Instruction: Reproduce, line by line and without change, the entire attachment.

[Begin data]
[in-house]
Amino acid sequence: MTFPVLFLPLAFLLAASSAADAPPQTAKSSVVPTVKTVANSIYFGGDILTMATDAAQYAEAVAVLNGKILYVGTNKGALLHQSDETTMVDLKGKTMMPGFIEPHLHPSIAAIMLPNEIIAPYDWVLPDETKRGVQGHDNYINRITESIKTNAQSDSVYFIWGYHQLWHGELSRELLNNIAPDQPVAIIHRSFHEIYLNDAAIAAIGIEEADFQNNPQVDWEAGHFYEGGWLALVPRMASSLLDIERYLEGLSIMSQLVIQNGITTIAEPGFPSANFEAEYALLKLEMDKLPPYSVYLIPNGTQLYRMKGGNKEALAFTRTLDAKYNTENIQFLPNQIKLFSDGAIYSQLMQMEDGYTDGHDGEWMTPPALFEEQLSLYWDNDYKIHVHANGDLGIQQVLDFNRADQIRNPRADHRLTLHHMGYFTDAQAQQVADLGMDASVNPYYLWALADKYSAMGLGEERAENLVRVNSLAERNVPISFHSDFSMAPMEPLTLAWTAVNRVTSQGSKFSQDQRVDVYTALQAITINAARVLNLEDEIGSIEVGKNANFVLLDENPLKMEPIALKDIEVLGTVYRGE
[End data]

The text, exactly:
[in-house]
Amino acid sequence: MTFPVLFLPLAFLLAASSAADAPPQTAKSSVVPTVKTVANSIYFGGDILTMATDAAQYAEAVAVLNGKILYVGTNKGALLHQSDETTMVDLKGKTMMPGFIEPHLHPSIAAIMLPNEIIAPYDWVLPDETKRGVQGHDNYINRITESIKTNAQSDSVYFIWGYHQLWHGELSRELLNNIAPDQPVAIIHRSFHEIYLNDAAIAAIGIEEADFQNNPQVDWEAGHFYEGGWLALVPRMASSLLDIERYLEGLSIMSQLVIQNGITTIAEPGFPSANFEAEYALLKLEMDKLPPYSVYLIPNGTQLYRMKGGNKEALAFTRTLDAKYNTENIQFLPNQIKLFSDGAIYSQLMQMEDGYTDGHDGEWMTPPALFEEQLSLYWDNDYKIHVHANGDLGIQQVLDFNRADQIRNPRADHRLTLHHMGYFTDAQAQQVADLGMDASVNPYYLWALADKYSAMGLGEERAENLVRVNSLAERNVPISFHSDFSMAPMEPLTLAWTAVNRVTSQGSKFSQDQRVDVYTALQAITINAARVLNLEDEIGSIEVGKNANFVLLDENPLKMEPIALKDIEVLGTVYRGE